Simeon Barclay draws upon a rich vein of pop cultural sources, producing works that activate complex cultural histories, whilst exploring the ways in which we navigate identity, both imposed or self-curated. Combining a diverse range of media, Barclay creates reductive, sophisticated works that engage with aspects of aesthetics, British culture, subjectivity and memory.
After spending his formative years working in the manufacturing industry in the North of England, Barclay would attend night school, eventually obtaining an MFA from Goldsmiths University, London (UK). As a youth he became preoccupied with fashion, citing its vitality as a conduit for both embellishment and resistance. Fashion’s social and economic contexts were also relevant, providing a dichotomy between the artist’s fascination with Vogue magazine, a periodical whose glamour and theatricality provided aspirational imagery, and the stark contrast that was his everyday reality and life working in a factory. These insights would later foster the impetus for his involvement in various subcultural movements whose symbolic and alternative modes of expression defined themselves in opposition to social norms.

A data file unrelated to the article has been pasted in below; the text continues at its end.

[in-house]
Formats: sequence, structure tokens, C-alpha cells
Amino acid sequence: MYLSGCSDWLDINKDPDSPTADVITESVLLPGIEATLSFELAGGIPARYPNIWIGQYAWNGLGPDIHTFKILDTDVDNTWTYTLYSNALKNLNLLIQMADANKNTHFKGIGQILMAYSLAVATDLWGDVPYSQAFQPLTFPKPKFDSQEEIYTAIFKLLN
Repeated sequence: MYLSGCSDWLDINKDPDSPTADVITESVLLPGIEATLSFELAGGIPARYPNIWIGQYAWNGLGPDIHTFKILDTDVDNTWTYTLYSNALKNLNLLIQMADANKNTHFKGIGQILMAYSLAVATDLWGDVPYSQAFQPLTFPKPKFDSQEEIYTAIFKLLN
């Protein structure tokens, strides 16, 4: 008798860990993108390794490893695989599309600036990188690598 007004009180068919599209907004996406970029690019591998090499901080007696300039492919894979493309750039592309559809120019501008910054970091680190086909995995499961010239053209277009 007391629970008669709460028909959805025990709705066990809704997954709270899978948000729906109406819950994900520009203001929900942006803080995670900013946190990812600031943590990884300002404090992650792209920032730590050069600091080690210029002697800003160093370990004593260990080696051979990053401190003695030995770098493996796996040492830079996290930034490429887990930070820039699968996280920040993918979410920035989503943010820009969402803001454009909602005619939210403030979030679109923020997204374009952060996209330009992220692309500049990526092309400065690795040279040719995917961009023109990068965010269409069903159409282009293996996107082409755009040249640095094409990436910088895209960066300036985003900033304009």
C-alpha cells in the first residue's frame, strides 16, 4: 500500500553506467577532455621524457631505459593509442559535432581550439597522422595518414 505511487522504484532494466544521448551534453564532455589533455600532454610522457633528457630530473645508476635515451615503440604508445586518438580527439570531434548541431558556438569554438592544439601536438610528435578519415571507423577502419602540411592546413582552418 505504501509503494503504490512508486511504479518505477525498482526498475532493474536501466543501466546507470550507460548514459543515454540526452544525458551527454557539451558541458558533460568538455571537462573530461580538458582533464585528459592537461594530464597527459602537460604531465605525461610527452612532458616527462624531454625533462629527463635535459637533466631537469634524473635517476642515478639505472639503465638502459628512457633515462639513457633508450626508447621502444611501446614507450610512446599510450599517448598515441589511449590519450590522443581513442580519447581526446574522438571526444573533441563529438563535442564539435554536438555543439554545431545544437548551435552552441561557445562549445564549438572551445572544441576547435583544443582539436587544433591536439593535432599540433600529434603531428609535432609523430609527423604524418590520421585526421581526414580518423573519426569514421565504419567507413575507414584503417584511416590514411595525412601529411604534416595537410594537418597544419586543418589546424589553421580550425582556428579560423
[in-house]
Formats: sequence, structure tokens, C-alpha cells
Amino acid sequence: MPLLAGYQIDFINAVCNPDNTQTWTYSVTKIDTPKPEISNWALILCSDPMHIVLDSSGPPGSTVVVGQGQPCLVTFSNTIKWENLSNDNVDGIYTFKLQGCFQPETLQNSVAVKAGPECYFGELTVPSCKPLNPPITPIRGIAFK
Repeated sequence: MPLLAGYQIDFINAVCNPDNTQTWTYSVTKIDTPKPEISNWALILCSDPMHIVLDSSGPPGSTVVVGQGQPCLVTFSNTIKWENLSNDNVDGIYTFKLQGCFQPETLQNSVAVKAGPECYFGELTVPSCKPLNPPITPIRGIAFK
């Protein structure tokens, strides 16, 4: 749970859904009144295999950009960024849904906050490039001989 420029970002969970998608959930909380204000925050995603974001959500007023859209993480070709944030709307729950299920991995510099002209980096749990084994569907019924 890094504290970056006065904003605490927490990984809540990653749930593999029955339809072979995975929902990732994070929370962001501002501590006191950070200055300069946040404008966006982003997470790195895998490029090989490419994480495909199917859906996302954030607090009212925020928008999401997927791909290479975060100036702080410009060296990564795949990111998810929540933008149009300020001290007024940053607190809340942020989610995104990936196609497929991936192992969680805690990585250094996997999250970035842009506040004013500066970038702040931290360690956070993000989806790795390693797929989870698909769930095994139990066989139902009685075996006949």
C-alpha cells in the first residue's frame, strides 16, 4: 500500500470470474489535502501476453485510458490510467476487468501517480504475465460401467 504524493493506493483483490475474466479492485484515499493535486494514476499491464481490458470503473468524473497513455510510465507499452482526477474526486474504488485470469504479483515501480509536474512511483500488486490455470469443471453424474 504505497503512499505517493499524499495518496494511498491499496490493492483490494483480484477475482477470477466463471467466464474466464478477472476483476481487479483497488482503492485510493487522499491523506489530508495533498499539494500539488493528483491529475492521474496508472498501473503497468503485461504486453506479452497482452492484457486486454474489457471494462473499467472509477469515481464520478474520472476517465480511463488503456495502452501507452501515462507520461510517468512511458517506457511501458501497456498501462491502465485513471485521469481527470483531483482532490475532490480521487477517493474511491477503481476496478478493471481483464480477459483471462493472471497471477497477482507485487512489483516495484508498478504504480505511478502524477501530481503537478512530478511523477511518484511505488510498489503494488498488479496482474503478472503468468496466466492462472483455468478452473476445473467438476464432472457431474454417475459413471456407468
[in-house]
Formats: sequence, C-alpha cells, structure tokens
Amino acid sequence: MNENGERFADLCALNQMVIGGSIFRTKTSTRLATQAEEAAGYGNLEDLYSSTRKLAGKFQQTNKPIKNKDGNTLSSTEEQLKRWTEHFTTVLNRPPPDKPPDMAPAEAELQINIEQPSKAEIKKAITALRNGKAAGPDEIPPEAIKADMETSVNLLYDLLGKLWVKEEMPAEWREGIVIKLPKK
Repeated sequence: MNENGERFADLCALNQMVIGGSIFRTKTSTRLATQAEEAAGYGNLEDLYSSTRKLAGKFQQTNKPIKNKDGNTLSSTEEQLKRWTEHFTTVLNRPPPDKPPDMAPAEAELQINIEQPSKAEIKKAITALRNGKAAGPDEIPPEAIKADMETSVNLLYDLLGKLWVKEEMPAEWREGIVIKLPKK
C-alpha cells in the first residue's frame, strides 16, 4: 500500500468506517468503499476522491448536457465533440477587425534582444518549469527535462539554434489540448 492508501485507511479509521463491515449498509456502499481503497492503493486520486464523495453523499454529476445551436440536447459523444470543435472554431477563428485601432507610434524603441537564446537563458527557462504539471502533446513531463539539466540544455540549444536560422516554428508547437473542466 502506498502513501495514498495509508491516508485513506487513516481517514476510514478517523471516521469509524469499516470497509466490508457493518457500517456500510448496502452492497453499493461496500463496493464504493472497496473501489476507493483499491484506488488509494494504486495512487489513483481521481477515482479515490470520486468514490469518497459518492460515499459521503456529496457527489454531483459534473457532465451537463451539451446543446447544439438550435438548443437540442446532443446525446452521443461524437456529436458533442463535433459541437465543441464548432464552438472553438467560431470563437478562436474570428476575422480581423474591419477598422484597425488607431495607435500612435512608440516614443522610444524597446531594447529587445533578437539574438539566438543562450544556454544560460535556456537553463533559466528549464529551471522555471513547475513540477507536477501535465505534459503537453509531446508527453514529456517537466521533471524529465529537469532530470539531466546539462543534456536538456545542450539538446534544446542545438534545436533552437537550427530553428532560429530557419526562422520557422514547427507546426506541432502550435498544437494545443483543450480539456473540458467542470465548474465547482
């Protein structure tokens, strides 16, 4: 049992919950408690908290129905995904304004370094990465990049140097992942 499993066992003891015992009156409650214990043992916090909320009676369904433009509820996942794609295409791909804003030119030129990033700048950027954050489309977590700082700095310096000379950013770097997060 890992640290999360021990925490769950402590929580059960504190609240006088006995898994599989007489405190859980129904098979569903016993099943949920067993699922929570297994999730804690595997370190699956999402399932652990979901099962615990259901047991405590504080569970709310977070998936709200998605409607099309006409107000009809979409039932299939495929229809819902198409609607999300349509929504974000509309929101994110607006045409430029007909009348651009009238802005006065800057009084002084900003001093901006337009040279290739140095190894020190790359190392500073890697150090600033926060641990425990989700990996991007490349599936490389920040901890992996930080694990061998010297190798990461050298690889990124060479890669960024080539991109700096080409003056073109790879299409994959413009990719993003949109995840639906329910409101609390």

This personal development together with an understanding of wider social concerns around the rhetoric of belonging, and the place of the diaspora as stakeholder in the shaping of an evolving British culture, have contributed to Barclay’s sharp awareness of the psychological, socio-cultural and political contexts that inform lived experience. These are formally articulated through a complex interplay of the sonic, collage, an archival approach to the appropriated image, sculpture, video, objects and the re-interpretation of the gallery space through installation. Barclay’s background in industry directly feeds into his work, addressing narrow constructions of masculinity as well as informing the glossy surfaces and use of industrial fabrication techniques throughout his work. The seemingly disparate and contradictory influences allow Barclay to expand his research examining alternative narratives as well as addressing the complexity of inheritance, aspiration and desire.